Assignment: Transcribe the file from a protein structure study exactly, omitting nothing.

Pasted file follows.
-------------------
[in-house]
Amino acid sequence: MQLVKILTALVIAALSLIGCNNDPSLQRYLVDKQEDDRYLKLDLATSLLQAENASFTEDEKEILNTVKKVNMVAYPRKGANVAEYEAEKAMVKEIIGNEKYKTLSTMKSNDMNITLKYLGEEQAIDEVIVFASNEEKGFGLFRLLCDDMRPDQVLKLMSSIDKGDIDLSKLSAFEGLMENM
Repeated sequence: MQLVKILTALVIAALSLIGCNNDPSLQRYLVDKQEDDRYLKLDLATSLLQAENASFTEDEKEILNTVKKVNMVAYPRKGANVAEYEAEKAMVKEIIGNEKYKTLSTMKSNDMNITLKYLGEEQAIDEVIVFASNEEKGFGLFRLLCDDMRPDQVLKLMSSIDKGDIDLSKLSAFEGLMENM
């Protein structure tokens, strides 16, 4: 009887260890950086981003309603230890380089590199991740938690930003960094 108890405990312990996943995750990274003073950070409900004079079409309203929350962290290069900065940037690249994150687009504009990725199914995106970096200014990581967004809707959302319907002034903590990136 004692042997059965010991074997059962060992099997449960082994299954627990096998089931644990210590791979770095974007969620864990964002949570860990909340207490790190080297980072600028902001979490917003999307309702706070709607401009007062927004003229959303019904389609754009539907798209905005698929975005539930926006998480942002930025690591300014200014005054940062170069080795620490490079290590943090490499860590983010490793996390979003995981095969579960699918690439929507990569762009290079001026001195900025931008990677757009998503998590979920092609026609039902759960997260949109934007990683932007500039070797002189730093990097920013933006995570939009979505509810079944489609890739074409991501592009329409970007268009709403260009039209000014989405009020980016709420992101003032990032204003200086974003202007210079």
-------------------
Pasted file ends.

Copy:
[in-house]
Amino acid sequence: MQLVKILTALVIAALSLIGCNNDPSLQRYLVDKQEDDRYLKLDLATSLLQAENASFTEDEKEILNTVKKVNMVAYPRKGANVAEYEAEKAMVKEIIGNEKYKTLSTMKSNDMNITLKYLGEEQAIDEVIVFASNEEKGFGLFRLLCDDMRPDQVLKLMSSIDKGDIDLSKLSAFEGLMENM
Repeated sequence: MQLVKILTALVIAALSLIGCNNDPSLQRYLVDKQEDDRYLKLDLATSLLQAENASFTEDEKEILNTVKKVNMVAYPRKGANVAEYEAEKAMVKEIIGNEKYKTLSTMKSNDMNITLKYLGEEQAIDEVIVFASNEEKGFGLFRLLCDDMRPDQVLKLMSSIDKGDIDLSKLSAFEGLMENM
């Protein structure tokens, strides 16, 4: 009887260890950086981003309603230890380089590199991740938690930003960094 108890405990312990996943995750990274003073950070409900004079079409309203929350962290290069900065940037690249994150687009504009990725199914995106970096200014990581967004809707959302319907002034903590990136 004692042997059965010991074997059962060992099997449960082994299954627990096998089931644990210590791979770095974007969620864990964002949570860990909340207490790190080297980072600028902001979490917003999307309702706070709607401009007062927004003229959303019904389609754009539907798209905005698929975005539930926006998480942002930025690591300014200014005054940062170069080795620490490079290590943090490499860590983010490793996390979003995981095969579960699918690439929507990569762009290079001026001195900025931008990677757009998503998590979920092609026609039902759960997260949109934007990683932007500039070797002189730093990097920013933006995570939009979505509810079944489609890739074409991501592009329409970007268009709403260009039209000014989405009020980016709420992101003032990032204003200086974003202007210079």